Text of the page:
(January, 1999)

Aggressive Self-Diagnosis
from Dave W.

Mr. Dewke: Having been reading through the archives, I got to feeling guilty about reading everyone else's stories, so I just thought I'd share my own.

In retrospect, I'm sure my psoriasis (even though it's much easier to just type P, whenever I read "my P has been flaring up," I can't help but think that someone should be going to a urologist) began in my mid-twenties. I've had dandruff since my early teens, but I recall finding big clumps of itchy "dandruff" when I was about 24. I didn't think much of it, except perhaps that I should switch to a different dandruff shampoo.

One night in 1994, I suddenly realized that I had been scratching my elbow quite often and savagely for the previous hour or two. As often occurs with me, and others I'm sure, I don't often think about scratching an itch until the scratching has gone on for so long it turns from itch to pain. When I looked at my elbow, I found a pencil-eraser-sized red spot. Since insect bites tend to grow into large bumps on me, I knew it wasn't that. To get relief from the itching, a little (over-the-counter) hydrocortisone cream did the trick.

Well, the spot grew into an ugly-looking scabby thing, but since the hydrocortisone was keeping the itching from making me nuts, and also seemed to help soften the thick stuff up so it was easy to peel off, *and* I had a nice, unhealthy aversion to doctors, I lived with it.

Now, I'm a T-shirt kind of guy. As the spot on my left elbow grew, and a spot slowly developed on the right elbow, I wound up finding ways to avoid answering questions at work and from friends about that "stuff on my elbows." It's very awkward when a friend's three-year-old son points at your elbow and says, "You've got a boo-boo!!!" For the sake of business, if VIP customers were coming to a meeting at work, I'd wear long sleeves.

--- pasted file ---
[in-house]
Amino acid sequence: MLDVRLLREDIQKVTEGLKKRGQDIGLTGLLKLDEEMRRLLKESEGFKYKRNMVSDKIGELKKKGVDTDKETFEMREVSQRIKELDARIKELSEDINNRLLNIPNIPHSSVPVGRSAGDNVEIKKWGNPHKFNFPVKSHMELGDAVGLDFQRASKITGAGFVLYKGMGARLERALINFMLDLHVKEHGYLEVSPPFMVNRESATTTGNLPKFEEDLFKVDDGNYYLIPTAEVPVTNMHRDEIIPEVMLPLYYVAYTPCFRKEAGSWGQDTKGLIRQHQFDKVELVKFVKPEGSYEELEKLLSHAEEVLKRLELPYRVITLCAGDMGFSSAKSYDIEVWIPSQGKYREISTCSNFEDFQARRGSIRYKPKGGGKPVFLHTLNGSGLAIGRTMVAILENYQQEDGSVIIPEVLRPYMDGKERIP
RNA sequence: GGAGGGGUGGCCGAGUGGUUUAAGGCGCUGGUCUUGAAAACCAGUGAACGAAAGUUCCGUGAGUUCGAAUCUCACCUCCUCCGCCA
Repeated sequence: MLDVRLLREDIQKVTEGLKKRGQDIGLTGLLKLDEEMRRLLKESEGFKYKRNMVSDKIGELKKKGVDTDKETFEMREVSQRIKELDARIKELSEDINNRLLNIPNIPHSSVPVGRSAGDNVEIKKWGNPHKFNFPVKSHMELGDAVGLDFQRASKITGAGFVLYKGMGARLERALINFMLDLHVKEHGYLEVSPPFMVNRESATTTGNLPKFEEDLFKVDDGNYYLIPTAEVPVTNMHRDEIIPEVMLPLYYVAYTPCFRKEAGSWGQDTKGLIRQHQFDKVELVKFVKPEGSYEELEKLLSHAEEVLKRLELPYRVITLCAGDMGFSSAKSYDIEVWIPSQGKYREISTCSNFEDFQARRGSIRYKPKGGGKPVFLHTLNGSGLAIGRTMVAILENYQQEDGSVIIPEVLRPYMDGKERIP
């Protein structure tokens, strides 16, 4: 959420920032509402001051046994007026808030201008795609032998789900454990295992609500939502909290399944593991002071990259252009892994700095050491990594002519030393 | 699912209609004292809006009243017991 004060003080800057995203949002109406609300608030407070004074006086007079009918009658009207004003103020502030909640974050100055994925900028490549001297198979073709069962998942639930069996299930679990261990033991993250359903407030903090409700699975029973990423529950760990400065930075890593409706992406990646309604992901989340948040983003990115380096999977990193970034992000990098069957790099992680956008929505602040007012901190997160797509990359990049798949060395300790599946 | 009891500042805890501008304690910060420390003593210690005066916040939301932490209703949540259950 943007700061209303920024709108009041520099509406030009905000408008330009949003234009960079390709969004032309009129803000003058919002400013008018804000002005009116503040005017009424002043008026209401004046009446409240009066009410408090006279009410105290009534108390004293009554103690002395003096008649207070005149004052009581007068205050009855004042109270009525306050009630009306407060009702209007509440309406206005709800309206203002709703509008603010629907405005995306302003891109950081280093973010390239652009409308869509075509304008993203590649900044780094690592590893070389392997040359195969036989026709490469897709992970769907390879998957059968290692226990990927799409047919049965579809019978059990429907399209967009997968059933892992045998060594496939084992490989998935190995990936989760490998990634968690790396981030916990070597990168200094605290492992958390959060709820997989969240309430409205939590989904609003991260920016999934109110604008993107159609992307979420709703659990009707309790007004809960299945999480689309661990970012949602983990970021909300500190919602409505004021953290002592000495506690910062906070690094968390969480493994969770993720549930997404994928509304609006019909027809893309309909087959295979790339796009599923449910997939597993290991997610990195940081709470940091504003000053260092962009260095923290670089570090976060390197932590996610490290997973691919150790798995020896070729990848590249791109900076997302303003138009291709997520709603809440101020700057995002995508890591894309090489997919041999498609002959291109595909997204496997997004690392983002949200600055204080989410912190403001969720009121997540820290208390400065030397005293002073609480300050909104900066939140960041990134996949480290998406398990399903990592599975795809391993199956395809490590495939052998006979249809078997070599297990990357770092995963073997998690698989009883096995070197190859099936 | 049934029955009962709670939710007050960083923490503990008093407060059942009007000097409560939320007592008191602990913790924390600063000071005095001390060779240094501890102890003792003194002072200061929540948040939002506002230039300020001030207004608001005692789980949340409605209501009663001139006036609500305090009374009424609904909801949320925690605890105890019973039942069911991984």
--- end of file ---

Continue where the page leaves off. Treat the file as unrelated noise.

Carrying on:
So, in 1996, I think, I was flipping channels at about two in the morning. I wound up flipping to some talk show, perhaps Sally Jesse, and was about to go on to the next channel when on stage I saw this girl of seven, with these patches all over her legs and arms. It looked just like my elbows (and what I imagined my scalp to be like, which was getting worse at this point). Needless to say, I did not go on to the next channel. They spoke of banana peels and the Dead Sea, and the show bought the girl her own UV table. "PSORIASIS" I wrote on a slip of memo paper.

I called my primary care physician the next day and made an appointment. Then, I hopped onto the Web. I found the National Psoriasis Foundation easily. The links there brought me here to Flake HQ and a boatload of other sites. I printed everything out, and assembled it into a huge three-ring binder by subject matter (I would have been REALLY annoyed had it NOT been psoriasis after all the work I put into that binder).

A week later, I went to my appointment. The doctor asked what was wrong. I pointed my elbows at him, and said "I think this is psoriasis." He said, "sure looks like it," and began making notes in my records, referring me to a dermatologist, and giving me a prescription for a mild corticosteroid. At one point, I showed him my binder. He told me that I probably knew more about psoriasis than he did.

I took the binder with me to the dermatologist. I pointed my elbows at him, too, and he said, "Yup. That's psoriasis." As he began writing stuff down, I told him about the binder. After he finished writing, he asked to see it. The binder's got a section in it on treatments, which he flipped to, found a drug chart I dug up from somewhere on the 'net, and began circling stuff. "I'm giving you this (circle), this (circle) and this (circle) for your elbows, and this (another circle) for your scalp." Once I got the 'scripts to the pharmacy, my "goop" was born (coal tar, salicylic acid, and Ultravate).

I "gooped" religiously for a while, and the scabbing, flaking and itching went down quite a bit. Except for my scalp. The Diprolene didn't seem to do much of anything. But, I've got a lot of hair, and the itching is tolerable, so the Diprolene goes unused. My use of the goop, however, goes in cycles. It works fine, slowly reducing the size of my plaques. However, as I typically have my elbows planted on the arms of my chair or my desk when I work, the goop can make minor messes. That, and irritation at getting out of the shower, gooping, and washing my hands *again*, have led me to "forget" to goop for up to months at a time. Every time I start again, I pledge new allegiance to my goop and the good it does me.